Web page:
4157 The other point though is that I would caution us all, and I would particularly, if you will permit me, caution the Commission, against only looking at subscriber levels, because when we are all finished, it is subscribers times revenue equals what is left over for Canadian content. One can artificially get higher subscriber totals if you want to drive the price down to almost nothing. It is always an equation of subscribers at what price, and that is in the case of this particular table, this page 14.
4158 I agree with Mr. Huguette that some of this looks quite optimistic and bullish, but the other issue that goes with this is even if this were correct can you imagine this universe being real when everybody is getting $8 a month from everybody, that there would be no erosion in that whatsoever and all of this would happen wonderfully at these rates and everyone would still pay ‑‑ the BDUs would still pay for each subscriber $8? That to me joins the issue.
4159 THE CHAIRPERSON: The applicants would obviously argue, and I think a number of them have said, that they felt that the competitive pressures and dual subscribers would force the blended rate down but that the uptake in subscribers, it would be their point, would more than make up for it.
4160 Just before you mentioned that, confidentiality precludes us from discussing revenues and revenue growth in the thing, but I'm not sure if that would help your argument that much, that's all, on that point.
4161 Those are my questions. Thank you.
4162 I don't know whether my colleagues have any questions.
4163 Commissioner del Val.
4164 COMMISSIONER del VAL: Thank you.
4165 Back on the issue of analogous markets, I was wondering whether you heard what Madame St‑Laurent and M. Houle had to say about the European markets. I was just wondering whether you had anything to add.
4166 MR. EDDY: No, apparently not.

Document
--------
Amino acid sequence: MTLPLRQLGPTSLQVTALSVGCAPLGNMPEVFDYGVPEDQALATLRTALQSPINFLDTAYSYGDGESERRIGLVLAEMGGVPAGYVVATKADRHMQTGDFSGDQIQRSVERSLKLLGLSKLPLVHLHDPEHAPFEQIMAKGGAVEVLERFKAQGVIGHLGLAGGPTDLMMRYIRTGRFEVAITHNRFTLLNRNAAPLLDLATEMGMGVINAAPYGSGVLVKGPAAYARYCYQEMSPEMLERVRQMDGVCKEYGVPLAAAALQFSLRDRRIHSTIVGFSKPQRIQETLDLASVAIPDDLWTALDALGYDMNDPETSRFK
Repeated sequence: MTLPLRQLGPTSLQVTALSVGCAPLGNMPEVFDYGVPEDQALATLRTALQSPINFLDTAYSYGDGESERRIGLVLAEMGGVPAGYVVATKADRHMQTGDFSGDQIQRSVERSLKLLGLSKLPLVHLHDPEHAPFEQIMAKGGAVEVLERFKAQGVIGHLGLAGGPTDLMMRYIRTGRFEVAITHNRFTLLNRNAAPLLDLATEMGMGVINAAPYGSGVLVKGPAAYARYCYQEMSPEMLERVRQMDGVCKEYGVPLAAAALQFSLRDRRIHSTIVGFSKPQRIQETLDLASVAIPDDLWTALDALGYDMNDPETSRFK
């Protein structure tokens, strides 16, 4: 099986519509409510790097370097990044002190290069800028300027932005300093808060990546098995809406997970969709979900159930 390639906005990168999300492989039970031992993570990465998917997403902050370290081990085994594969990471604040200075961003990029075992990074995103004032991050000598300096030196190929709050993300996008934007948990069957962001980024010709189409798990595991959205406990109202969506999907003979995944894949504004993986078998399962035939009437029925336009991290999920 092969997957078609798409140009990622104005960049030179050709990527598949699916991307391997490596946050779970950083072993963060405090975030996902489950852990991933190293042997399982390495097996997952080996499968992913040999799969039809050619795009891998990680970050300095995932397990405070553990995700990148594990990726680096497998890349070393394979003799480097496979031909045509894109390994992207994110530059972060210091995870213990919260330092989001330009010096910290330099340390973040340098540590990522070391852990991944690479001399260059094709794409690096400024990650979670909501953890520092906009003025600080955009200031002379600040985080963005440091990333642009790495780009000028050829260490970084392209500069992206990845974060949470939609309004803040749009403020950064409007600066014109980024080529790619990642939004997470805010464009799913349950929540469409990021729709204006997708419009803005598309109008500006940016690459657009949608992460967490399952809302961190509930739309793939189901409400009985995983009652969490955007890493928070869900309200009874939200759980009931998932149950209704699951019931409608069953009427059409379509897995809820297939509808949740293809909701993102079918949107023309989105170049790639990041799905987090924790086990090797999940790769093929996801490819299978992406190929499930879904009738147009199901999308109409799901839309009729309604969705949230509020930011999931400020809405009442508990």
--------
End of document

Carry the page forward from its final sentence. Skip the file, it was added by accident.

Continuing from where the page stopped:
4167 I guess one of the notions that I thought might be worth just mentioning though is an experience that I had in the airline industry because one of the contentions here is: can anyone imagine or can anyone think of a category that hasn't benefitted from new competition?
4168 I served for a number of years on the Board of Directors of Canadian airlines and I certainly experienced firsthand what happens when you have undifferentiated competition. We both tried very hard to successfully market our services to Canadians. Because we really had no point of difference between us, all we really succeeded in doing was forcing down prices, landing on top of each other on various routes to the point where both companies faced bankruptcy.
4169 There is an example in the United States with Southwest where they in fact competed successfully against the established airlines but they did it on the basis of a completely differentiated strategy. They went after people that were previously taking buses and driving cars to get from one destination to another and it was a low cost, low service alternative.
4170 What we are talking about here is non undifferentiated competitor and as a result I think that the airline example is analogous and I can see the outcome being quite similar to the one that we experienced during that most difficult and trying period.
4171 COMMISSIONER del VAL: Thank you.
4172 What are your views about an all Canadian channel, let alone the Canadian film channels application, but just an all‑Canadian channel?
4173 MR. EDDY: Thank you. I would be pleased to talk about really our focus on Canadian programming.